In December 2016, no one noticed when California State University Sacramento joined Second Nature, an alliance that charges universities money to publish unverified information in a giant, biased, “climate-action” database.
“To be honest,” said an official under condition of anonymity, “Second Nature just makes most of us feel inferior about our carbon neutrality work. Which is why we keep paying thousands of dollars in dues. It’s like a gambling addiction.”
Using the Second Nature Reporting Platform, 650 member institutions share their yearly progress on climate action plans, greenhouse gas inventories, and more.
Unfortunately, says the fine print, “unbiased normalization metrics are unavailable.” Meaning that comparisons between incredibly diverse universities are extremely difficult if not literally impossible.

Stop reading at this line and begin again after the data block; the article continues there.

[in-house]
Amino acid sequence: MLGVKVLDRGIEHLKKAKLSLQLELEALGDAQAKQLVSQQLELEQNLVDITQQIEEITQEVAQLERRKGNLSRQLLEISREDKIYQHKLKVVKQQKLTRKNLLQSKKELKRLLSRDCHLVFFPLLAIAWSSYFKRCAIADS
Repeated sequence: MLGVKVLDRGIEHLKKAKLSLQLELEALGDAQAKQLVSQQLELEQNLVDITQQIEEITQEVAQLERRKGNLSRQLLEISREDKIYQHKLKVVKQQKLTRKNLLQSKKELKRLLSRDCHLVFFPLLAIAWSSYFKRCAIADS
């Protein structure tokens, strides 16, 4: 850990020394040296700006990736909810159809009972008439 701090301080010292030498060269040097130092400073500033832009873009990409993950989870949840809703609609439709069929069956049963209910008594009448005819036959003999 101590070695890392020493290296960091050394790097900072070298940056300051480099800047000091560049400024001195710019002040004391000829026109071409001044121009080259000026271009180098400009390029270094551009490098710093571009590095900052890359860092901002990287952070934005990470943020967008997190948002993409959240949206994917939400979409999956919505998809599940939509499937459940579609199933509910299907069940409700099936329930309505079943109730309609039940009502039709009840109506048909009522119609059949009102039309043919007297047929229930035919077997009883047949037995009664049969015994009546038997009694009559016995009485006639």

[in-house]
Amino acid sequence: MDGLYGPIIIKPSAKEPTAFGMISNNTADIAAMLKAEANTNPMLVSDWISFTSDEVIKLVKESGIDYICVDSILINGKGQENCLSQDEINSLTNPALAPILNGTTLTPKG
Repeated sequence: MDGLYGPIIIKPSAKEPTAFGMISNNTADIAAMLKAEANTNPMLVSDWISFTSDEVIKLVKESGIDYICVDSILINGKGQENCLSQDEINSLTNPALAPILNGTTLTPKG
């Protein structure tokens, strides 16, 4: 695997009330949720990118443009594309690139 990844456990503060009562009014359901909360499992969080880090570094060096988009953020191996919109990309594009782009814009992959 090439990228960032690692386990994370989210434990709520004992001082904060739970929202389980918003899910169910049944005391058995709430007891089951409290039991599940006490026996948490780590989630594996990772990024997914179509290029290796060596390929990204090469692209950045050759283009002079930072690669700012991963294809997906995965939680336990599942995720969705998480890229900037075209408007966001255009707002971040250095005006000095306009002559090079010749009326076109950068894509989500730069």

In a vain effort to make themselves feel better than their colleagues, university presidents distribute Second Nature flowcharts to staff that encourage “Integrating Resilience” and “Conducting Resilience Assessments.”
Nevertheless, officials said they were proud to join the network. “Federal government money is imperative to maintaining this ginormous set of useless data,” the university told The Brie from its NoReply email address. “Just think of all the busywork we’re creating for university employees.”
Someone from CSUS also attended the 2017 Presidential Climate Leadership Summit, Feb. 13-15, in Tempe, AZ, which no one noticed either.
The announcement came just over a month after Donald Trump was elected President.